Among the energy sector’s various segments, midstream master limited partnerships (MLP) have emerged as the top performers this year, with the Alerian MLP Infrastructure Index posting a 5.6 percent return. In contrast, the other energy indexes that have given up ground on the year.
This outperformance reflects the ongoing recovery from the lows hit in early 2016 as well as many midstream operators’ exposure to accelerating drilling and completion activity in prolific US shale oil and gas plays. These are volumetric growth stories, as opposed to ones that hinge on significant upside in commodity prices.
Industry heavyweights such as Energy Transfer Partners LP (NYSE: ETP), Plains All-American Pipeline LP (NYSE: PAA) and Williams Partners LP (NYSE: WPZ) have also made progress on tackling their balance sheet issues to varying degrees through distribution cuts and restructuring transactions. Enbridge Energy Partners LP (NYSE: EEP) looks like the next name to go down this road.
In addition to throughput volumes and debt levels, midstream MLPs historically have relied heavily on access to the equity market to raise capital for expansion projects and acquisitions that drive cash flow and distribution growth. (See MLP Equity Issuance: Past and Present.)
When MLPs sell off precipitously as they did in late 2015 and early 2016, the corresponding increase in distribution yields results in a higher cost of capital that impedes future growth. Fortunately, MLPs’ ability to access the equity market has improved in early 2017, with the discounts on overnight offerings narrowing perceptibly.
In recent weeks, even small fries such as Martin Midstream Partners LP (NSDQ: MMLP) and NGL Energy Partners LP (NYSE: NGL) have priced stock offerings at discounts of less than 5 percent. Improving investor sentiment and demand for MLPs bodes well for the group’s ability to pursue growth opportunities and shore up their balance sheets.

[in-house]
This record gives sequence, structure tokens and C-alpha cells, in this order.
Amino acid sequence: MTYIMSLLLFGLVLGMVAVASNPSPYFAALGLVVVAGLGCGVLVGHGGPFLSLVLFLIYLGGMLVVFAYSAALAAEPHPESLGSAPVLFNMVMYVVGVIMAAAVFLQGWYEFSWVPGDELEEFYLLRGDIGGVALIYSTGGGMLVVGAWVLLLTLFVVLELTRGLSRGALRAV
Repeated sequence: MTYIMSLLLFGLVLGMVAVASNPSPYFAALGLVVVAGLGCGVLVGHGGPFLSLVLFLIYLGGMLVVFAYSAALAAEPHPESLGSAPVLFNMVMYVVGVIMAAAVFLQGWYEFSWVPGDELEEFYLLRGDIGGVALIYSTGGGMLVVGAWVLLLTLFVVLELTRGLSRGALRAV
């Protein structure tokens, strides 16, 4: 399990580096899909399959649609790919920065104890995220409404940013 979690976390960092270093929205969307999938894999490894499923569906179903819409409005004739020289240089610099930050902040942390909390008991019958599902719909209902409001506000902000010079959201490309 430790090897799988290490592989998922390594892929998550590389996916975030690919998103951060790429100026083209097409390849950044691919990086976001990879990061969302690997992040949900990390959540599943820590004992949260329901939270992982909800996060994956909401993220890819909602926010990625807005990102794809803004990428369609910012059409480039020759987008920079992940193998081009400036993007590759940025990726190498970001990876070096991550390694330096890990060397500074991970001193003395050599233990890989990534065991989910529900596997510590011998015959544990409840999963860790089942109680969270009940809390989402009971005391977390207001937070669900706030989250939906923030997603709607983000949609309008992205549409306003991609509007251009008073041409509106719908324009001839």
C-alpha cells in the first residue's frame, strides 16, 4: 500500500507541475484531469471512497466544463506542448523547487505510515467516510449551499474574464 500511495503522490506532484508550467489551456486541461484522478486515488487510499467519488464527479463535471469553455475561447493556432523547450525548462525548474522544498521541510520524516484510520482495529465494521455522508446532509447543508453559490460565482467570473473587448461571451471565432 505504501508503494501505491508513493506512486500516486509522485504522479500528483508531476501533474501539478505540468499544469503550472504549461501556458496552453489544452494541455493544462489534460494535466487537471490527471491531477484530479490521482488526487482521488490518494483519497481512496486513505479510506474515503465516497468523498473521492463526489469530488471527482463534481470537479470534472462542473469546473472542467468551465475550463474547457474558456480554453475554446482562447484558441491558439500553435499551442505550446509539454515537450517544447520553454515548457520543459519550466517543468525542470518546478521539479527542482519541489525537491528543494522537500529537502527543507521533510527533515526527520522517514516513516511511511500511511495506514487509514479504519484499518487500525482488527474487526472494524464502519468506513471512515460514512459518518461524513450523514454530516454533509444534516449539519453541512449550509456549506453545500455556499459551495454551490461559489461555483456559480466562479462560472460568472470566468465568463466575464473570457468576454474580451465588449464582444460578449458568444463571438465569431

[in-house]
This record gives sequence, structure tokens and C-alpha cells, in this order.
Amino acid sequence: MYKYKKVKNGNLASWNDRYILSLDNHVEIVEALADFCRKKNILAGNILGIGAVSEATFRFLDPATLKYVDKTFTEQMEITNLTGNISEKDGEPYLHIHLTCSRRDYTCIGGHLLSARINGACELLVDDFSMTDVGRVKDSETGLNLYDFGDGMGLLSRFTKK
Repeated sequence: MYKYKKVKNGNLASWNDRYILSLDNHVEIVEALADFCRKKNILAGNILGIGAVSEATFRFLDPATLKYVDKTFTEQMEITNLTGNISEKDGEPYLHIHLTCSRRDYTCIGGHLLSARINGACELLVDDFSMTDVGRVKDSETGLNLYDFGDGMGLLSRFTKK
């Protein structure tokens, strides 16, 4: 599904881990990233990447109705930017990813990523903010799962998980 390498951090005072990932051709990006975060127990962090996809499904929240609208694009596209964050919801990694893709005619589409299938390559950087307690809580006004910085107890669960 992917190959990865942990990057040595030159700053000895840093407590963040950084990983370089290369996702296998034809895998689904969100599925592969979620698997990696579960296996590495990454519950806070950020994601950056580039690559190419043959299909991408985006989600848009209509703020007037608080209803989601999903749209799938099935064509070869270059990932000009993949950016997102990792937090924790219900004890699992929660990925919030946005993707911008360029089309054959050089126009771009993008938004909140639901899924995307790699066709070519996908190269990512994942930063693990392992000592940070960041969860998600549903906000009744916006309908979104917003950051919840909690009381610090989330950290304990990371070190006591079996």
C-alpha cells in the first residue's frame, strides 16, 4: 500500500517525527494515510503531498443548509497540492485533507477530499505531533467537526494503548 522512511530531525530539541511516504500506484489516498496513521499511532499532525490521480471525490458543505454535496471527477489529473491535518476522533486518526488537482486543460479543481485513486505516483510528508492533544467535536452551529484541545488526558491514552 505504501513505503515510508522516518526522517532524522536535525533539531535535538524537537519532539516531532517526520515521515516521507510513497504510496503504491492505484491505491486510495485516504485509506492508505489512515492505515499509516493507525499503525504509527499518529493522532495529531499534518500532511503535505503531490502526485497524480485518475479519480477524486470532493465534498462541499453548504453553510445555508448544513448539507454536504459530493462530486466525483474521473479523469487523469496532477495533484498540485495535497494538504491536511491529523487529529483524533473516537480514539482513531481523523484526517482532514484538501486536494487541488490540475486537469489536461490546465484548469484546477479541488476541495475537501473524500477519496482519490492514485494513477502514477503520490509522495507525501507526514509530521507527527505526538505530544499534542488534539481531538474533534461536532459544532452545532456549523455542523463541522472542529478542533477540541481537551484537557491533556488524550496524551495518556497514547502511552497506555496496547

Serial equity issuers that depend primarily on drop-downs transactions from their parents arguably stand to benefit the most.
However, as we explain in Tune In, Drop Down, investors seeking to build sustainable wealth should focus on names with underappreciated opportunities for organic growth. You should also avoid situations where the parent transfers assets at unreasonable valuations to a captive MLP.
Not an Energy & Income Advisor subscriber? Sign up today to receive instant access to our best investment ideas in the current market, proprietary ratings on every energy-related MLP and our latest report on the best and worst drop-down stories.
Elliott and Roger on Aug. 29, 2017
Balanced portfolios of energy stocks for aggressive and conservative investors.
Our take on more than 50 energy-related equities, from upstream to downstream and everything in between.
Our assessment of every energy-related master limited partnership.
Roger Conrad’s coverage of more than 70 dividend-paying energy names.